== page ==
Finally, aging is also accompanied by changes in the hypothalamo-pituitary-adrenal axis leading to an increase in evening cortisol levels. As memory consolidation requires low levels of cortisol during the first half of the night and since the hippocampus contains a high density of glucocorticoid receptors, elevated cortisol levels may impair hippocampal functioning and impede the hippocampal-neocortical transfer of memories during SWS.

In conclusion, in older adults, several factors closely interlinked are associated with impairment of memory consolidation during sleep. They are:
- Decrease in SWS density
- Decrease in amplitude and number of slow oscillation
- Hypofunctioning and atrophy of frontal areas
- Reduction of cholinergic tone
- Raising in evening cortisol levels.

Ach syntesis and some correlations with memory impairment


Acetylcholine syntesis requires:
- the precursor choline
- acetyl-coA
- the enzyme ChAT (choline acetyltransferase).


To make choline, we need methionine and the derivative S-adenosylmethionine (SAM): in fact SAM is an important metyl-donor and is involved in a lot of methylation reactions.
One of them is important to synthesize phosphatidylcholine by transferring a methyl group from SAM to phosphatidylethanolamine.
Where does methionine come from? Methionine is an aminoacid which can be introduced with the diet; also, an important source of methionine comes from the enzymatic-reaction catalized by methionine synthase.
In this reaction, we need the cofactor methyl-cobalamine: it transfers a methyl group from 5-methyl-THF to homocysteine to make methionine and THF.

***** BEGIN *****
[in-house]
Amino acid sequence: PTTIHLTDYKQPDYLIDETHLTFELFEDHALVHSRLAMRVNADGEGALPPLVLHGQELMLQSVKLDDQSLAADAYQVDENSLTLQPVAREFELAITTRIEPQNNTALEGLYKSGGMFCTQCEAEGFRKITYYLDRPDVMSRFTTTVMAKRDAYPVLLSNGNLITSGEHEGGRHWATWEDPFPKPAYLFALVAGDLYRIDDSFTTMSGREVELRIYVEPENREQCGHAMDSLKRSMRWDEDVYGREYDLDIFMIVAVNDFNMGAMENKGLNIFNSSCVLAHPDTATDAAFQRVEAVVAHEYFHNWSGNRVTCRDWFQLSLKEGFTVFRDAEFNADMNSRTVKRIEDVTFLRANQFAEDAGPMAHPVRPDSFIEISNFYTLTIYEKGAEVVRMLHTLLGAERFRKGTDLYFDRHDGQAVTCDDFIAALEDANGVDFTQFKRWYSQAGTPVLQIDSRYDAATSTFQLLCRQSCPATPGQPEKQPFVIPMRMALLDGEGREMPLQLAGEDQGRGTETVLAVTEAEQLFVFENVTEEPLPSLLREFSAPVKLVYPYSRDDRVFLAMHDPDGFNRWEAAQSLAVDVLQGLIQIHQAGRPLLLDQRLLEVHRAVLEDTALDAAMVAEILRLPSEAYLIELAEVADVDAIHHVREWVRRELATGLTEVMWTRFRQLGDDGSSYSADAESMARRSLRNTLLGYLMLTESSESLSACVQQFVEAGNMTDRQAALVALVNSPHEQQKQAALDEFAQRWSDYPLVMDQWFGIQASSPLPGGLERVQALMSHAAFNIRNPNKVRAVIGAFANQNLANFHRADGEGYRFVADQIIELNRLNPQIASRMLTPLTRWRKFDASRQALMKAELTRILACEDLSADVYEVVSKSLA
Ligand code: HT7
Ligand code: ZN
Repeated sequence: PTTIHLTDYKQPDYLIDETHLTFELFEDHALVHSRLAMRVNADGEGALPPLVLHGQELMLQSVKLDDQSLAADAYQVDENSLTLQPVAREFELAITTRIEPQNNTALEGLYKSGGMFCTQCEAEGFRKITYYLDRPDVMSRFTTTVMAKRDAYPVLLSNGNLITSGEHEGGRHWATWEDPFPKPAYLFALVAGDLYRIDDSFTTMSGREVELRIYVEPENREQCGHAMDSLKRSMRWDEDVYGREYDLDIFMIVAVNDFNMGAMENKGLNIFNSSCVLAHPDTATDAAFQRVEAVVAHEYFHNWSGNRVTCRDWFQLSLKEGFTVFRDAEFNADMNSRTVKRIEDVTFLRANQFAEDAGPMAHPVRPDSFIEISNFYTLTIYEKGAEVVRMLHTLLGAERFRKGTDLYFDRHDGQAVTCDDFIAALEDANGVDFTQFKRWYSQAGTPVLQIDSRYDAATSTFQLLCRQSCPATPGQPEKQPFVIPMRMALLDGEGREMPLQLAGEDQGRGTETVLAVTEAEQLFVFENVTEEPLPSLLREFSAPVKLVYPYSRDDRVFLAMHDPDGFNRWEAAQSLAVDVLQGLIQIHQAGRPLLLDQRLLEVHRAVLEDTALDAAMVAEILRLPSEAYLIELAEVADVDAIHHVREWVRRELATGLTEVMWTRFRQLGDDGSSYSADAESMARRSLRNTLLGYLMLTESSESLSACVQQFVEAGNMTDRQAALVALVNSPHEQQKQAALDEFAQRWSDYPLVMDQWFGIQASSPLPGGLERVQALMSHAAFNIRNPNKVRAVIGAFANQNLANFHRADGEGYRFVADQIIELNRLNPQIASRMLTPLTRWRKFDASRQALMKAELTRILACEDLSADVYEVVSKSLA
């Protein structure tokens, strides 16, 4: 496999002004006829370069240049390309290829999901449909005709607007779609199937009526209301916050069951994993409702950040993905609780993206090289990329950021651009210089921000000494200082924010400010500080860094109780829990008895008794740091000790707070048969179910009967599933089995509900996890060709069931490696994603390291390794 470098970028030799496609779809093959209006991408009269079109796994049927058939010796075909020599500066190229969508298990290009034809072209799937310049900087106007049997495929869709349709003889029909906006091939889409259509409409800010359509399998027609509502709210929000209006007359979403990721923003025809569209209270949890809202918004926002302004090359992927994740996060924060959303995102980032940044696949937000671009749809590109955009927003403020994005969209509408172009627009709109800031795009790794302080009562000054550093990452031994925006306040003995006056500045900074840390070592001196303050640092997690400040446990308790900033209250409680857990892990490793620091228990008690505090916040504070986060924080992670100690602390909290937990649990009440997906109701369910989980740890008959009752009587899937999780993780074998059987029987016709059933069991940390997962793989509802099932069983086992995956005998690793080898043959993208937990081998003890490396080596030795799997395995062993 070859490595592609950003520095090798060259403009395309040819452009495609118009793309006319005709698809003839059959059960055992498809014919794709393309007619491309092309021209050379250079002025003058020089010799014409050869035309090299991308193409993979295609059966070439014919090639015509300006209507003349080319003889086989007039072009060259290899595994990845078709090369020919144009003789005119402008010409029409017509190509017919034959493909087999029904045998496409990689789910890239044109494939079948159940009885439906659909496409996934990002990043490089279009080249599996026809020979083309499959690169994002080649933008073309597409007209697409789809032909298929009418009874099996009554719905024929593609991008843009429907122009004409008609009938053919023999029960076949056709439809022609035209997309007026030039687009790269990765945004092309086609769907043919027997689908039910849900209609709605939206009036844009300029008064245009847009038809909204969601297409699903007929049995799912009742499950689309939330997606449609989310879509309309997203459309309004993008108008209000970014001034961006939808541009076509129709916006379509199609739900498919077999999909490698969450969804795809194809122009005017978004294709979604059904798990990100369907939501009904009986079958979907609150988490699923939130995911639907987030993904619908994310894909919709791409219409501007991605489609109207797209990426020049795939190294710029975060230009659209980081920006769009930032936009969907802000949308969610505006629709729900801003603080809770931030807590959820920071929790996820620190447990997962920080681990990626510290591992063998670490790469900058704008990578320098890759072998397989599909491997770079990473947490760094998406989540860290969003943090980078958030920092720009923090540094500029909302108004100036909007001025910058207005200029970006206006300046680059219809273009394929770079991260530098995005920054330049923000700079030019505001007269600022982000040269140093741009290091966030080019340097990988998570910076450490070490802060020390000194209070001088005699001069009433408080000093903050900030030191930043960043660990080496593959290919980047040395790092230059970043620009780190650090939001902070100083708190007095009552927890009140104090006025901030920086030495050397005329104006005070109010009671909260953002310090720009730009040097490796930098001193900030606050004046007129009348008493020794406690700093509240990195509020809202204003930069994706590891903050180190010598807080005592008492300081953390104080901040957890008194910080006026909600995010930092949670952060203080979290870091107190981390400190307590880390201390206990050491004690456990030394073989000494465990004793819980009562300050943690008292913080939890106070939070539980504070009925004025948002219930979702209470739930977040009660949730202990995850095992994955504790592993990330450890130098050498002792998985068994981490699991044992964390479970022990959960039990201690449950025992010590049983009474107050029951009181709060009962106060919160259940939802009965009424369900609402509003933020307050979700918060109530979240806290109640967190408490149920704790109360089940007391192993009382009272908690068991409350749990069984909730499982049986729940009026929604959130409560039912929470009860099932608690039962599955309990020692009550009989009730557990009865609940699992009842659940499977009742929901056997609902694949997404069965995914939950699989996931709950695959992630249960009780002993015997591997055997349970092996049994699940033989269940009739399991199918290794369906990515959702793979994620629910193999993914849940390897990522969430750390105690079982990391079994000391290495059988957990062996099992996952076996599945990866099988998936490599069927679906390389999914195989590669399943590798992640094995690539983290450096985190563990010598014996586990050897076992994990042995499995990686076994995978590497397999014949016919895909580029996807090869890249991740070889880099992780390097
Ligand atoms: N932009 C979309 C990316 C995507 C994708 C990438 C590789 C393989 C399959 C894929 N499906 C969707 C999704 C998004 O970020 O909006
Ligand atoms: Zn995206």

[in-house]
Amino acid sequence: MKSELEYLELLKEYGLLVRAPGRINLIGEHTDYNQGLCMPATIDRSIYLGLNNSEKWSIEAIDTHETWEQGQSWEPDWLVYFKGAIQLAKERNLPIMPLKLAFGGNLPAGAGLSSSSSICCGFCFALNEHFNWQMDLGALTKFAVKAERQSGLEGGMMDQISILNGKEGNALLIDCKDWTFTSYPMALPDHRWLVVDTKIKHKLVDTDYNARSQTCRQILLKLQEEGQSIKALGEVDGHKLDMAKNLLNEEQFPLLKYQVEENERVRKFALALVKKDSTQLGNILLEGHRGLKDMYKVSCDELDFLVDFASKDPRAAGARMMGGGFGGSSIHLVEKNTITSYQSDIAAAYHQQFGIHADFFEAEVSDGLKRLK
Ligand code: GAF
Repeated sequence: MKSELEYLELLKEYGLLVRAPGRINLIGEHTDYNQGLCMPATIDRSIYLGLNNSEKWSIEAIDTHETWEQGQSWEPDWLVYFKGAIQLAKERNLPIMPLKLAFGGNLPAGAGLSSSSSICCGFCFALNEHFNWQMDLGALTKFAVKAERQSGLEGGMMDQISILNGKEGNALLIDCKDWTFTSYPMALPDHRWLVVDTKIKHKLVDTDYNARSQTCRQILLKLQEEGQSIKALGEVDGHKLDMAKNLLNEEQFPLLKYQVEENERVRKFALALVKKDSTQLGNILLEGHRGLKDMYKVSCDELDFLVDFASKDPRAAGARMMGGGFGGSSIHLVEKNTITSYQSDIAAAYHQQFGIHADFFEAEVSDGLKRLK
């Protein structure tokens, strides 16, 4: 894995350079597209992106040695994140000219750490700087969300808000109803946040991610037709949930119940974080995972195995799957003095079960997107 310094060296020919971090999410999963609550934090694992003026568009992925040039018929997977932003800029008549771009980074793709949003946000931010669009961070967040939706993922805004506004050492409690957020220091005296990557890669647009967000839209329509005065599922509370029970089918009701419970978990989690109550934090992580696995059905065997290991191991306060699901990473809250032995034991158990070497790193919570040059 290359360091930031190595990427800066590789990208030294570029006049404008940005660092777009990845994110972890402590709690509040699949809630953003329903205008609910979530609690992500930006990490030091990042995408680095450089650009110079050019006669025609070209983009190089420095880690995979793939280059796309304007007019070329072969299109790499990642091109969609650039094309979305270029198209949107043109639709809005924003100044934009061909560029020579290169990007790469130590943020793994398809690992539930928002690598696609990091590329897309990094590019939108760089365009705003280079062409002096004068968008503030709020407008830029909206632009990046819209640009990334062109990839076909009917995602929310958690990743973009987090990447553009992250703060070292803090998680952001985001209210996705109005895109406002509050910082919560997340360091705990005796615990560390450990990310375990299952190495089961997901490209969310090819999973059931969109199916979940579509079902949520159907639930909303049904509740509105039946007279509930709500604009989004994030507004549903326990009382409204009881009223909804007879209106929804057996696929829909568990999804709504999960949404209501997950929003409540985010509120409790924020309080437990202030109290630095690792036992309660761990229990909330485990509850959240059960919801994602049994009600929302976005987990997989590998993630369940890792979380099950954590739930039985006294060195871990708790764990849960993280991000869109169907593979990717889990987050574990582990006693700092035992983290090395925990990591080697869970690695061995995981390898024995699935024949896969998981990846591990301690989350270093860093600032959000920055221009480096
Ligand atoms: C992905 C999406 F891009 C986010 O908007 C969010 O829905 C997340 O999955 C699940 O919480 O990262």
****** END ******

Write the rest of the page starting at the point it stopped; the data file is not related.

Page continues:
In people with deficiency of cobalamine (vitamin B12) or folate, the reaction can't take place; as a consequence we have neither methionine nor phosphatidylcholine and choline syntesis.
In this type of patients we should expect a memory impairment due to choline low levels and the inability to synthesize Ach.

Vitamin B12 and folate depletion in cognition: A review, 2004

In this work, the role of folate and cobalamine in cognitive decline and dementia is stressed: actually, further studies are needed to demonstrate an association between cobalamine and folate deficiency and memory impairment.
In these patients, a reduction in methionine-synthase reaction leads to homocysteine accumulation: homocysteine seems to play an active role in this degenerative process. In fact, homocysteic acid is a mixed excitatory agonist at NMDA receptors. These receptors are important in memory long-term-potentiation system: abnormal activation of NMDA receptors results in a rise of intracellular calcium, consequent release of cellular proteases and eventual cell death.